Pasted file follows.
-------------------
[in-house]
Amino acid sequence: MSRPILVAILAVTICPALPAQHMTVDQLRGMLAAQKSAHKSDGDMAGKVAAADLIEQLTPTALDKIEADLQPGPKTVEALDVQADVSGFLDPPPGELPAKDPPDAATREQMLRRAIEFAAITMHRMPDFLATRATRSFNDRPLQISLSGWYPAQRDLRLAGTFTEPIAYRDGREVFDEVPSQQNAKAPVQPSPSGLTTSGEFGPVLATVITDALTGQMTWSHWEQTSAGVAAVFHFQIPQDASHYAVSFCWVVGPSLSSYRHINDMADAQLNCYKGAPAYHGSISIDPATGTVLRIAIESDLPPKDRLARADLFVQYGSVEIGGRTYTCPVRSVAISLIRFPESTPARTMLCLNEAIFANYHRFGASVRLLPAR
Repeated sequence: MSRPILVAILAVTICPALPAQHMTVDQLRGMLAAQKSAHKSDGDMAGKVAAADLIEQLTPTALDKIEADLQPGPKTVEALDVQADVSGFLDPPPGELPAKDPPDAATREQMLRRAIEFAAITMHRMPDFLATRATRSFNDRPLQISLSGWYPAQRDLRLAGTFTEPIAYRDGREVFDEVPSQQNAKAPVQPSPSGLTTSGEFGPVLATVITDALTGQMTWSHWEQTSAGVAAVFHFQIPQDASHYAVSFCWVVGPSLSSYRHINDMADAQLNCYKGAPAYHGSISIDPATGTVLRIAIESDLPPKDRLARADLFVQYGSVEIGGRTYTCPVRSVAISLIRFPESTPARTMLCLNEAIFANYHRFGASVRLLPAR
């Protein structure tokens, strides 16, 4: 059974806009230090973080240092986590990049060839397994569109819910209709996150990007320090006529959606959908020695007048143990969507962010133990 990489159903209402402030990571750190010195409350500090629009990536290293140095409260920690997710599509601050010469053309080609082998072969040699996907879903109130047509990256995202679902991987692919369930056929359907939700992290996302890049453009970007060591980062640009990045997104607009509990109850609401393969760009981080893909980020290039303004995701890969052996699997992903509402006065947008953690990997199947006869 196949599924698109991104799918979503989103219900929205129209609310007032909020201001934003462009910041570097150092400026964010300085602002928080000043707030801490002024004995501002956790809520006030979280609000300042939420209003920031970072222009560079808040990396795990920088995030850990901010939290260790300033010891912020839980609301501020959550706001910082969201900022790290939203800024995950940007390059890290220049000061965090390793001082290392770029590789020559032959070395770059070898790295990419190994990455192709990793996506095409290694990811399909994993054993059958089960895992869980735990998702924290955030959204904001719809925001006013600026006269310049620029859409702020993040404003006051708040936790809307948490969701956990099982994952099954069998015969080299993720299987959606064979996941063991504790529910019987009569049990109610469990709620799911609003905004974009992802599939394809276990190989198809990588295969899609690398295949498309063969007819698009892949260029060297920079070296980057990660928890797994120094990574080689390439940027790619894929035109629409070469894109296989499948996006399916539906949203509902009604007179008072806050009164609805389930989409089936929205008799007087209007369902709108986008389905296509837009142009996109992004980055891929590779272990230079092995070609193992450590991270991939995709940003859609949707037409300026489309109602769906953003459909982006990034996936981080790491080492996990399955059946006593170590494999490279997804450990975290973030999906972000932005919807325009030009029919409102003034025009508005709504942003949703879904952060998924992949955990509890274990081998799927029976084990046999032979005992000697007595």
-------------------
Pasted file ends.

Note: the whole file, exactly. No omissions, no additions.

[in-house]
Amino acid sequence: MSRPILVAILAVTICPALPAQHMTVDQLRGMLAAQKSAHKSDGDMAGKVAAADLIEQLTPTALDKIEADLQPGPKTVEALDVQADVSGFLDPPPGELPAKDPPDAATREQMLRRAIEFAAITMHRMPDFLATRATRSFNDRPLQISLSGWYPAQRDLRLAGTFTEPIAYRDGREVFDEVPSQQNAKAPVQPSPSGLTTSGEFGPVLATVITDALTGQMTWSHWEQTSAGVAAVFHFQIPQDASHYAVSFCWVVGPSLSSYRHINDMADAQLNCYKGAPAYHGSISIDPATGTVLRIAIESDLPPKDRLARADLFVQYGSVEIGGRTYTCPVRSVAISLIRFPESTPARTMLCLNEAIFANYHRFGASVRLLPAR
Repeated sequence: MSRPILVAILAVTICPALPAQHMTVDQLRGMLAAQKSAHKSDGDMAGKVAAADLIEQLTPTALDKIEADLQPGPKTVEALDVQADVSGFLDPPPGELPAKDPPDAATREQMLRRAIEFAAITMHRMPDFLATRATRSFNDRPLQISLSGWYPAQRDLRLAGTFTEPIAYRDGREVFDEVPSQQNAKAPVQPSPSGLTTSGEFGPVLATVITDALTGQMTWSHWEQTSAGVAAVFHFQIPQDASHYAVSFCWVVGPSLSSYRHINDMADAQLNCYKGAPAYHGSISIDPATGTVLRIAIESDLPPKDRLARADLFVQYGSVEIGGRTYTCPVRSVAISLIRFPESTPARTMLCLNEAIFANYHRFGASVRLLPAR
């Protein structure tokens, strides 16, 4: 059974806009230090973080240092986590990049060839397994569109819910209709996150990007320090006529959606959908020695007048143990969507962010133990 990489159903209402402030990571750190010195409350500090629009990536290293140095409260920690997710599509601050010469053309080609082998072969040699996907879903109130047509990256995202679902991987692919369930056929359907939700992290996302890049453009970007060591980062640009990045997104607009509990109850609401393969760009981080893909980020290039303004995701890969052996699997992903509402006065947008953690990997199947006869 196949599924698109991104799918979503989103219900929205129209609310007032909020201001934003462009910041570097150092400026964010300085602002928080000043707030801490002024004995501002956790809520006030979280609000300042939420209003920031970072222009560079808040990396795990920088995030850990901010939290260790300033010891912020839980609301501020959550706001910082969201900022790290939203800024995950940007390059890290220049000061965090390793001082290392770029590789020559032959070395770059070898790295990419190994990455192709990793996506095409290694990811399909994993054993059958089960895992869980735990998702924290955030959204904001719809925001006013600026006269310049620029859409702020993040404003006051708040936790809307948490969701956990099982994952099954069998015969080299993720299987959606064979996941063991504790529910019987009569049990109610469990709620799911609003905004974009992802599939394809276990190989198809990588295969899609690398295949498309063969007819698009892949260029060297920079070296980057990660928890797994120094990574080689390439940027790619894929035109629409070469894109296989499948996006399916539906949203509902009604007179008072806050009164609805389930989409089936929205008799007087209007369902709108986008389905296509837009142009996109992004980055891929590779272990230079092995070609193992450590991270991939995709940003859609949707037409300026489309109602769906953003459909982006990034996936981080790491080492996990399955059946006593170590494999490279997804450990975290973030999906972000932005919807325009030009029919409102003034025009508005709504942003949703879904952060998924992949955990509890274990081998799927029976084990046999032979005992000697007595």